An interest rate is the rate at which interest is paid by a borrower (debtor) for the use of money that they borrow from a lender (creditor). Specifically, the interest rate (I/m) is a percent of principal (P) paid a certain amount of times (m) per period (usually quoted per annum). For example, a small company borrows capital from a bank to buy new assets for its business, and in return the lender receives interest at a predetermined interest rate for deferring the use of funds and instead lending it to the borrower. Interest rates are normally expressed as a percentage of the principal for a period of one year.
Interest-rate targets are a vital tool of monetary policy and are taken into account when dealing with variables like investment, inflation, and unemployment. The central banks of countries generally tend to reduce interest rates when they wish to increase investment and consumption in the country's economy. However, a low interest rate as a macro-economic policy can be risky and may lead to the creation of an economic bubble, in which large amounts of investments are poured into the real-estate market and stock market. This happened in Japan in the late 1980s and early 1990s, resulting in the large unpaid debts to the Japanese banks and the bankruptcy of these banks and causing stagflation in the Japanese economy (Japan being the world's second largest economy at the time), with exports becoming the last pillar for the growth of the Japanese economy throughout the rest of 1990s and early 2000s. The same scenario resulted from the United States' lowering of interest rate since late 1990s to the present (see 2007–2012 global financial crisis) substantially by the decision of the Federal Reserve System. Under Margaret Thatcher, the United Kingdom's economy maintained stable growth by not allowing the Bank of England to reduce interest rates. In developed economies, interest-rate adjustments are thus made to keep inflation within a target range for the health of economic activities or cap the interest rate concurrently with economic growth to safeguard economic momentum.
Financial economics is the branch of economics concerned with "the allocation and deployment of economic resources, both spatially and across time, in an uncertain environment". It is additionally characterised by its "concentration on monetary activities", in which "money of one type or another is likely to appear on both sides of a trade". The questions within financial economics are typically framed in terms of "time, uncertainty, options, and information".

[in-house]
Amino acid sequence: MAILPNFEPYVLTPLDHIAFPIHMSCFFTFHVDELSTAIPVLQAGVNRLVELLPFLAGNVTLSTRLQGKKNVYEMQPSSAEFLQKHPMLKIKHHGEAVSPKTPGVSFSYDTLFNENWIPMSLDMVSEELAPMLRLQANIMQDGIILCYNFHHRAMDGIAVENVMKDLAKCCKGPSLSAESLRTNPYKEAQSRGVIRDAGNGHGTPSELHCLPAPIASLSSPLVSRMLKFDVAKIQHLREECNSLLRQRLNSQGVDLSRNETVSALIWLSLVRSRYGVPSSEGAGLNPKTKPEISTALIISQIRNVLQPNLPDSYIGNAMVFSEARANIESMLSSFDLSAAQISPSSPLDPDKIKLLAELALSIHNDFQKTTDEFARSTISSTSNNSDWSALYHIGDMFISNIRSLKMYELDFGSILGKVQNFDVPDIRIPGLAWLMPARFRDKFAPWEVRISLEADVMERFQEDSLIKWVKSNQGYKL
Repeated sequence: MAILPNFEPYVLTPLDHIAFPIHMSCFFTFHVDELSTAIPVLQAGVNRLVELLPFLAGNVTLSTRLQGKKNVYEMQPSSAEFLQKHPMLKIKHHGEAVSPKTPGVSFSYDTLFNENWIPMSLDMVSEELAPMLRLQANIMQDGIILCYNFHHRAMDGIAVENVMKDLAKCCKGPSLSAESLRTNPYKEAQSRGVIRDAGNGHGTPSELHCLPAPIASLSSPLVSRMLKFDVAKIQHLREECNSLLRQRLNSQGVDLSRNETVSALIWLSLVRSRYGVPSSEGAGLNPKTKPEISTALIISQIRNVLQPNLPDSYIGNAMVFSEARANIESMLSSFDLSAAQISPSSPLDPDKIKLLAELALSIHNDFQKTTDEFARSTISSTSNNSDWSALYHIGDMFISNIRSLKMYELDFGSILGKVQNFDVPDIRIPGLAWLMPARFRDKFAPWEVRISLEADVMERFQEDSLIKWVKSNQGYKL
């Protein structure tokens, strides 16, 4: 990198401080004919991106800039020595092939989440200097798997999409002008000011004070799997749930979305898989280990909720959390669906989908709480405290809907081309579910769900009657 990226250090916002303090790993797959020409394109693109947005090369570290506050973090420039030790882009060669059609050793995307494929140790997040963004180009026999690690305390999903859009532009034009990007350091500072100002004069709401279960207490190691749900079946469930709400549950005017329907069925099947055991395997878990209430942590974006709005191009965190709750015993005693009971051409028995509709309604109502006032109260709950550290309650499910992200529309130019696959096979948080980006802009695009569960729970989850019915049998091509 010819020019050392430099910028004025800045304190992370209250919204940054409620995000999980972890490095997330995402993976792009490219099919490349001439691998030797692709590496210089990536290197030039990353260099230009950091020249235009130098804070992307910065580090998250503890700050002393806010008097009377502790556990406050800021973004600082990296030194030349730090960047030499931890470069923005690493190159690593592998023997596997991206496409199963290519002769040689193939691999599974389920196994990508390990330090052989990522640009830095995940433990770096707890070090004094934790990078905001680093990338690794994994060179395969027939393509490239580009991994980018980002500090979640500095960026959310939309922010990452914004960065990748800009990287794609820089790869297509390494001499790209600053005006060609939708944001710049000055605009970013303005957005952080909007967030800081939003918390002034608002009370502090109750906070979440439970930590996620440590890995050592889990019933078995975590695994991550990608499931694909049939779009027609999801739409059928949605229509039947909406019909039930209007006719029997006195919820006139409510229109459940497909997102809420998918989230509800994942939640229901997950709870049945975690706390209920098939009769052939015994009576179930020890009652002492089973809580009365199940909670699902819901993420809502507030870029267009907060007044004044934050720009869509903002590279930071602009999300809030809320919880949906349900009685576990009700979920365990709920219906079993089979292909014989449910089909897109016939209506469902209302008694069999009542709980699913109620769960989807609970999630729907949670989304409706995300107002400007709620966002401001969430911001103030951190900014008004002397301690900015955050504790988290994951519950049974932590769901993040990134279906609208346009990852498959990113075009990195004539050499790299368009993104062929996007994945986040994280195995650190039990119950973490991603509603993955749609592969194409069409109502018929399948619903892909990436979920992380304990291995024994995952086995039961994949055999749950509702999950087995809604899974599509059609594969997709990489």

A topic of general interest studied in recent years has been financial crises.
A variable-rate mortgage, adjustable-rate mortgage (ARM), or tracker mortgage is a mortgage loan with the interest rate on the note periodically adjusted based on an index which reflects the cost to the lender of borrowing on the credit markets. The loan may be offered at the lender's standard variable rate/base rate. There may be a direct and legally-defined link to the underlying index, but where the lender offers no specific link to the underlying market or index the rate can be changed at the lender's discretion. The term "variable-rate mortgage" is most common outside the United States, whilst in the United States, "adjustable-rate mortgage" is most common, and implies a mortgage regulated by the Federal government, with caps on charges. In many countries, adjustable rate mortgages are the norm, and in such places, may simply be referred to as mortgages.
Among the most common indices are the rates on 1-year constant-maturity Treasury (CMT) securities, the Cost of Funds Index (COFI), and the London Interbank Offered Rate (LIBOR). A few lenders use their own cost of funds as an index, rather than using other indices. This is done to ensure a steady margin for the lender, whose own cost of funding will usually be related to the index. Consequently, payments made by the borrower may change over time with the changing interest rate (alternatively, the term of the loan may change). This is distinct from the graduated payment mortgage, which offers changing payment amounts but a fixed interest rate. Other forms of mortgage loan include the interest only mortgage, the fixed-rate mortgage, the negative amortization mortgage, and the balloon payment mortgage.
A fixed-rate mortgage (FRM), often referred to as a "vanilla wafer" mortgage loan, is a fully amortizing mortgage loan where the interest rate on the note remains the same through the term of the loan, as opposed to loans where the interest rate may adjust or "float". As a result, payment amounts and the duration of the loan are fixed and the person who is responsible for paying back the loan benefits from a consistent, single payment and the ability to plan a budget based on this fixed cost.
Other forms of mortgage loans include interest only mortgage, graduated payment mortgage, variable rate (including adjustable rate mortgages and tracker mortgages), negative amortization mortgage, and balloon payment mortgage. Unlike many other loan types, FRM interest payments and loan duration is fixed from beginning to end.
Finance is the practice]citation needed[ of funds management, or the allocation of assets and liabilities over time under conditions of certainty and uncertainty. A key point in finance is the time value of money, which states that a unit of currency today is worth more than the same unit of currency tomorrow. Finance aims to price assets based on their risk level, and expected rate of return. Finance can be broken into three different sub categories: public finance, corporate finance and personal finance.